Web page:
As Wynwood rents rise, artists move to Allapattah

Alex Vahan opened his art studio in Wynwood in 2011 and paid $1,450 for 1500 square feet space a month. Now, rent in Wynwood has skyrocketed and Vahan is long gone.

Vahan landed in Allapattah. Right now, he pays a third of the Wynwood price.  

“Wynwood was not the right place for us to reside,” said Vahan, a graffiti artist turned creative director of Cushy Gigs Creative, a company that does murals, digital designs, illustrations and print work. “Allapattah is way more local …. and way more laid-back.”

Vahan tagged graffiti in Wynwood in the 1990s and early 2000s, when the neighborhood was full of abandoned warehouses and auto repair shops. It was there where he and other artists thrived. Now, Vahan finds Wynwood’s former vibe in Allapattah.

“[Wnywood] is not the creative atmosphere that it once was,” said Vahan, surrounded by cans of brightly colored spray paint and project printouts in his new studio, where he moved in 2017. “It’s obviously blown up a lot and it’s become like a commercial district.”  

In the 1980s Coconut Grove was the art center of Miami. In 1987, Bakehouse Art Complex was founded on Northwest 32nd Street for artists being pushed out of Coconut Grove by rising prices. By the early 2000s, Wynwood had become the new art district. 

Laura Novoa, who manages Bakehouse’s studios, worries Coconut Grove’s gentrification may repeat in Wynwood. 

“Unless we change our models or unless we change the system, it’s inevitable,” Novoa said. 

According to the Wynwood Business Improvement District, Wynwood now has nearly 6 million annual visitors and almost 200 murals.

“It’s supposed to be a spinoff from the design district for artists that couldn’t afford the design district,” said muralist Addonis Parker, who painted in Wynwood between 2001 and 2003. “Now, you can’t afford Wynwood.”

Novoa and Parker said local artists suffer the most from gentrification. 

“These are artists that deserve a shot,” Parker said. “They just can’t afford it.” 

Both Novoa and Parker said new murals are often created by artists from out of state, even from out of the country, crowding out locals.  

Wynwood originally had some qualities that made it attractive to these local artists.

“The nice thing about Wynwood before it got expensive is that it’s kind of central,” said Novoa. Many artists are moving to Little Haiti or Overtown to stay close, she said. 

Vahan said they are also places where people actually care about art and the artists. 

“The lower-income neighborhoods are typically where we thrived because the people appreciated it,” said Vahan. “They get it, they understand it, they want to support it…so, we still go back to a lot of those neighborhoods.”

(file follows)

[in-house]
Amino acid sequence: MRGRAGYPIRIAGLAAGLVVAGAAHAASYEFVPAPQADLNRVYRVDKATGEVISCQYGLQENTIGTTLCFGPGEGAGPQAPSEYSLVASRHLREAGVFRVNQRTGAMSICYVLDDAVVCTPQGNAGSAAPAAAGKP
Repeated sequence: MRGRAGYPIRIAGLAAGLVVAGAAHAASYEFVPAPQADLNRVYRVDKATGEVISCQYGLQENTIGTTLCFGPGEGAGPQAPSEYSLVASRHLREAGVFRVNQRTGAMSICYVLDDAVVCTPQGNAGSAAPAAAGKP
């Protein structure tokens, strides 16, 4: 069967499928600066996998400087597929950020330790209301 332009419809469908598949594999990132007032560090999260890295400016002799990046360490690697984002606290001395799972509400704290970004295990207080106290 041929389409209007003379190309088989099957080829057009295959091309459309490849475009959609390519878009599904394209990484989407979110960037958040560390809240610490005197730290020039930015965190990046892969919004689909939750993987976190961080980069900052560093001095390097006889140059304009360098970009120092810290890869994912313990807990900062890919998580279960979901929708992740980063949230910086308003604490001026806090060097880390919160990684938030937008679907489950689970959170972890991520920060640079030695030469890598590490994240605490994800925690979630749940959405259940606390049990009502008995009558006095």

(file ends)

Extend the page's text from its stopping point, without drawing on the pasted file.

Cushy Gigs Creative is run by Alex Vahan, who used to work in Wynwood before it became too expensive. (Elise Gregg/SFMN)

But Vahan fears that these areas may be next for upscaling.  

“I doubt that would be that drastic, but especially in neighborhoods like Liberty City and Overtown…anything’s possible,” Vahan said. “It’s definitely a concern, especially with the way that they’ve treated those neighborhoods in the past.” 

Allapattah may already be turning into Miami’s newest trendy spot as gallery owners and artists leave Wynwood and as nightlife and art expand in the neighborhood.

“Not because the artists want it to, but it kind of leads to gentrification,” said Novoa. “That’s a definite concern in Miami…it’s happening already.”

Novoa said that if Wynwood wants to help its local artists, the city needs to allocate resources for professional development or rental assistance. 

In the meantime, Wynwood’s future is uncertain. Parker predicted it will continue growing into a hub for restaurants and clubs. 

Novoa believes Wynwood has already become more of an entertainment district. 

Vahan said it’s the opposite of what most artists want, but it’s out of their hands.

“Sometimes we get put on projects, and we know in our hearts that we’re part of this grander scheme, but it’s out of our control,” he said. “They’re going to do it with or without us.” 

Elise Gregg is a junior majoring in journalism with a minor in criminal justice. Upon graduation, she would like to pursue a career covering international crime, particularly human rights violations and religious oppression around the world.